Credit Unions ‘can help end the housing crisis’

Credit Unions ‘can help end the housing crisis’
Auctioneer signs. Picture Maurice O'Mahony

The cash reserves of Irish credit unions could be used to ease the housing crisis in Cork, according to the chairman of the Gurranabraher branch.

Michael O'Connell was speaking after the Irish League of Credit Unions (ILCU) passed a motion to set up a centralised support structure to administer mortgage loans. It is expected this will be established by the end of the year.

The ILCU believes the decision will “pave the way for credit unions to become significant players in the mortgage market.” 

Mr O'Connell said that credit unions could also loan money to the Government for the specific purpose of building houses in a branch's area.

“Everybody is talking about the lack of funding for housing. We have money that we will make available to the Government by way of a loan or a bond that would be specifically ring-fenced for investment in housing,” he said.

“One of the criteria that we would attach to that is that if we were to give €1m it would be used to build houses in our area because we are a community-based organisation and it's community people's money,” he added.

Mr O'Connell, a former city councillor and mayor, said it's an opportunity for the Government to fast track development and provide much-needed housing throughout the city.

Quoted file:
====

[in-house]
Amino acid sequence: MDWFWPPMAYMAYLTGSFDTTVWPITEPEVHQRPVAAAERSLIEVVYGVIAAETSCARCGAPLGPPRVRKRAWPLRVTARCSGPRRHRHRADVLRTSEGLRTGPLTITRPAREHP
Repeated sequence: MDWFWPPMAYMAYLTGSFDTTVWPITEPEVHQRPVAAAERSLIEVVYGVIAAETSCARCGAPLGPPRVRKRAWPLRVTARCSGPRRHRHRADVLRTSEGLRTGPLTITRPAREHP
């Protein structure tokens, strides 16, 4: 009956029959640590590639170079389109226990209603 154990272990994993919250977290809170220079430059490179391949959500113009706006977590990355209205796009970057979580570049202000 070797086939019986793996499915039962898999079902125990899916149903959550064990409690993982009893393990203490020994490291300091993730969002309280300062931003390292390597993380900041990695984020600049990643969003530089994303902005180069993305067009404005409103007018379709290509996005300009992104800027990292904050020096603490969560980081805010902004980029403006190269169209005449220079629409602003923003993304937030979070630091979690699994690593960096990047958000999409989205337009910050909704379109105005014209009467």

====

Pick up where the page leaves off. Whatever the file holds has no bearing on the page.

“We were always of the view of providing money to the Government because the reality is that credit unions are awash with money. The drawdowns of loans have decreased significantly over the years,” he said.

“We'd have members that have deposits in the various banks, but we also purchase long-term and short-term Government bonds so that's where we get our income from – the interest on members' loans, interest on deposits in banks and returns on investments," he added.

Last year the ILCU, which represents 437 credit unions, offered the Government €5bn to ease the housing crisis as long as its members' money would be secured. The plan was envisaged to allow credit unions to invest their money in a time when investment opportunities are scant for the voluntary organisations.

“The investment portfolio has collapsed since the recession. Deposit rates in banks are down below 1% from an average of 7.5%.Therefore, credit unions would be looking to invest that money that we have,” said Mr O'Connell.

“We always felt that because people are saying there's no money to build houses, the credit union movement has money and we could invest that money through structures that would be properly regulated through the Central Bank and get more members guaranteed returns. We'd be delighted to support that,” he added.

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